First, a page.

The Annotated FAQ

By judell | 28 January, 2016

A few weeks ago we published a frequently-asked questions page. In the time-honored tradition of the internet FAQ, we want ours to be a living document that evolves as we add features and interact with users.

That tradition is often more honored in the breach than the observance, but we have an ace up our sleeve: annotation. Our FAQ-building process starts upstream in Zendesk, the customer service tool we recently began using to wrangle support requests from several channels into a common pool. Unlike Google’s mail and forum tools, which currently thwart annotation, Zendesk makes standard web pages that we can annotate with Hypothesis.

There are two ways such annotation might be useful. First, to discuss our responses before sending them. Second, to tag support requests in order to categorize and quantify them.

Zendesk already supports discussion so we use it for that purpose, there’s no need to reinvent wheels. But our version of Zendesk doesn’t include tagging, so we use Hypothesis tags to categorize support requests. We do our support tagging in a private group that we can then query, using the Hypothesis API, to show categories and their frequencies.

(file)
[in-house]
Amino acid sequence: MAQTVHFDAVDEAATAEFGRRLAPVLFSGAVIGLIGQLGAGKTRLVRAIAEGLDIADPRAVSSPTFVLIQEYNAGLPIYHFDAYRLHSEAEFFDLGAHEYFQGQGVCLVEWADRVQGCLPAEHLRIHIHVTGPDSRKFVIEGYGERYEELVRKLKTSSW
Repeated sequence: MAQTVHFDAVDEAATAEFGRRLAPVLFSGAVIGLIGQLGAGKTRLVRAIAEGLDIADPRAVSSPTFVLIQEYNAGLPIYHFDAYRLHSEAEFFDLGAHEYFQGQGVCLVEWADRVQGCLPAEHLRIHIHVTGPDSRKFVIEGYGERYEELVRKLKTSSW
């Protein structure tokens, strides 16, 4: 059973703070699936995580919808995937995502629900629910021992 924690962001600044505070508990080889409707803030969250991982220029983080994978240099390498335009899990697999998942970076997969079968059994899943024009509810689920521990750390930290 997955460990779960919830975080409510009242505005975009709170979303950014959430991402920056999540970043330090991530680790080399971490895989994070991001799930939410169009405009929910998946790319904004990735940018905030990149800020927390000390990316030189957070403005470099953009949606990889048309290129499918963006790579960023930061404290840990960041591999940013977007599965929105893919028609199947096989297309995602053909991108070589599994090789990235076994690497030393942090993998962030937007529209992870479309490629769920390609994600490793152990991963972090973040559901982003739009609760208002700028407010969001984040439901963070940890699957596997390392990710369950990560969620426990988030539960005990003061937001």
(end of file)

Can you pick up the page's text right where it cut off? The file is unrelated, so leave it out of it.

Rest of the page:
The tags we’re using correspond roughly to topics in the FAQ. As those categories stabilize over time, they’ll become a test case for a feature mentioned on our roadmap: controlled tag vocabularies. Meanwhile the loose categorization helps us quantify the need for various product improvements, of course, but also for better explanations in the FAQ.

We support users on email, in a forum, and on Twitter. Here’s a recent Twitter request:

@judell @dr_jdean Whats best way to “reset” pdf? After annotating doc for four semesters it’s time to wipe slate clean. Too slow and yellow.

I ran a quick test and came up with this answer which I’ve included at

How do I “reset” a PDF to make fresh annotations?

If using Acrobat, export to Postscript and create a new PDF from the exported file.

There’s always more to the story, of course, and that’s where you come in, dear reader — and, we hope, Hypothesis user. Do you know a different or better way to reset a PDF using Acrobat? Would you like to share a method that works (or doesn’t) using a different PDF writer? Annotate the FAQ and tell us!

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